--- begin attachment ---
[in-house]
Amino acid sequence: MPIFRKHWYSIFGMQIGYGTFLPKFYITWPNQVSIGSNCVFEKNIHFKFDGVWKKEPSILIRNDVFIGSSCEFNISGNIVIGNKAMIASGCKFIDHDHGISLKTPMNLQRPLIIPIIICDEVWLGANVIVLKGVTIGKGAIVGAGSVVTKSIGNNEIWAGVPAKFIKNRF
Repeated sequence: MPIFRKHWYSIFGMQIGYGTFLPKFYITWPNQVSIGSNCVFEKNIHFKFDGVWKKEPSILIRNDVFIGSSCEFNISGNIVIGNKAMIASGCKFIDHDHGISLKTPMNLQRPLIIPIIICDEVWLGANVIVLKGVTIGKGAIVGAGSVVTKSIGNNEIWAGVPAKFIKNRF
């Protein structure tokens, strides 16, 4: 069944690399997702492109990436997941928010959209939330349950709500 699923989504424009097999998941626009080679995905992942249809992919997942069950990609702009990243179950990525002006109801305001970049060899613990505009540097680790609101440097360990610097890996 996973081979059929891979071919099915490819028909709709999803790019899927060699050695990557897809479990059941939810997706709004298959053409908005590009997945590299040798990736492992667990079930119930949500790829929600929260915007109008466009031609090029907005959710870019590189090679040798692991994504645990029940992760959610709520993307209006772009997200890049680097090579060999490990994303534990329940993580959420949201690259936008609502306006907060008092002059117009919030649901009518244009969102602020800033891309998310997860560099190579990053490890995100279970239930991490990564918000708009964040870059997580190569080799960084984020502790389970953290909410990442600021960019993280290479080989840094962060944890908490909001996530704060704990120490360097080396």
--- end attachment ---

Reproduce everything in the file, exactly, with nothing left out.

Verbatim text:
[in-house]
Amino acid sequence: MPIFRKHWYSIFGMQIGYGTFLPKFYITWPNQVSIGSNCVFEKNIHFKFDGVWKKEPSILIRNDVFIGSSCEFNISGNIVIGNKAMIASGCKFIDHDHGISLKTPMNLQRPLIIPIIICDEVWLGANVIVLKGVTIGKGAIVGAGSVVTKSIGNNEIWAGVPAKFIKNRF
Repeated sequence: MPIFRKHWYSIFGMQIGYGTFLPKFYITWPNQVSIGSNCVFEKNIHFKFDGVWKKEPSILIRNDVFIGSSCEFNISGNIVIGNKAMIASGCKFIDHDHGISLKTPMNLQRPLIIPIIICDEVWLGANVIVLKGVTIGKGAIVGAGSVVTKSIGNNEIWAGVPAKFIKNRF
């Protein structure tokens, strides 16, 4: 069944690399997702492109990436997941928010959209939330349950709500 699923989504424009097999998941626009080679995905992942249809992919997942069950990609702009990243179950990525002006109801305001970049060899613990505009540097680790609101440097360990610097890996 996973081979059929891979071919099915490819028909709709999803790019899927060699050695990557897809479990059941939810997706709004298959053409908005590009997945590299040798990736492992667990079930119930949500790829929600929260915007109008466009031609090029907005959710870019590189090679040798692991994504645990029940992760959610709520993307209006772009997200890049680097090579060999490990994303534990329940993580959420949201690259936008609502306006907060008092002059117009919030649901009518244009969102602020800033891309998310997860560099190579990053490890995100279970239930991490990564918000708009964040870059997580190569080799960084984020502790389970953290909410990442600021960019993280290479080989840094962060944890908490909001996530704060704990120490360097080396």